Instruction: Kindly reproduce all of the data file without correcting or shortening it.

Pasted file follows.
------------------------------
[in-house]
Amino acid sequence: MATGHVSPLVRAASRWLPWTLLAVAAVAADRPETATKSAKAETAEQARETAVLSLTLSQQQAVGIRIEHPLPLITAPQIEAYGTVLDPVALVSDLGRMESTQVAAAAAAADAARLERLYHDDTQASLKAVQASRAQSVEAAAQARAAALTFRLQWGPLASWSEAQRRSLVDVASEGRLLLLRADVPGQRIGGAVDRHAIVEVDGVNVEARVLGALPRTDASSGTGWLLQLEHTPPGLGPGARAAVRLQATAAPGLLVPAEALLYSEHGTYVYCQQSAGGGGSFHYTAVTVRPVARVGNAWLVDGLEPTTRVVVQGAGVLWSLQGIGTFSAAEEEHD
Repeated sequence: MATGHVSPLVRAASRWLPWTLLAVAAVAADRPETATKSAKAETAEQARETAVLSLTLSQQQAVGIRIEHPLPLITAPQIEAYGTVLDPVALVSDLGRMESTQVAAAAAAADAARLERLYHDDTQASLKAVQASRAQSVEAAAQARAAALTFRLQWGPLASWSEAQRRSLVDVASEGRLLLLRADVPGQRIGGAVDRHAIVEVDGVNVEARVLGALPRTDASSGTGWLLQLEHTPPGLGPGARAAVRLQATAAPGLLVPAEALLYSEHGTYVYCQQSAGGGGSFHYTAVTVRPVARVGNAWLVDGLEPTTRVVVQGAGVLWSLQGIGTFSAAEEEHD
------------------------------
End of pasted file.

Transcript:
[in-house]
Amino acid sequence: MATGHVSPLVRAASRWLPWTLLAVAAVAADRPETATKSAKAETAEQARETAVLSLTLSQQQAVGIRIEHPLPLITAPQIEAYGTVLDPVALVSDLGRMESTQVAAAAAAADAARLERLYHDDTQASLKAVQASRAQSVEAAAQARAAALTFRLQWGPLASWSEAQRRSLVDVASEGRLLLLRADVPGQRIGGAVDRHAIVEVDGVNVEARVLGALPRTDASSGTGWLLQLEHTPPGLGPGARAAVRLQATAAPGLLVPAEALLYSEHGTYVYCQQSAGGGGSFHYTAVTVRPVARVGNAWLVDGLEPTTRVVVQGAGVLWSLQGIGTFSAAEEEHD
Repeated sequence: MATGHVSPLVRAASRWLPWTLLAVAAVAADRPETATKSAKAETAEQARETAVLSLTLSQQQAVGIRIEHPLPLITAPQIEAYGTVLDPVALVSDLGRMESTQVAAAAAAADAARLERLYHDDTQASLKAVQASRAQSVEAAAQARAAALTFRLQWGPLASWSEAQRRSLVDVASEGRLLLLRADVPGQRIGGAVDRHAIVEVDGVNVEARVLGALPRTDASSGTGWLLQLEHTPPGLGPGARAAVRLQATAAPGLLVPAEALLYSEHGTYVYCQQSAGGGGSFHYTAVTVRPVARVGNAWLVDGLEPTTRVVVQGAGVLWSLQGIGTFSAAEEEHD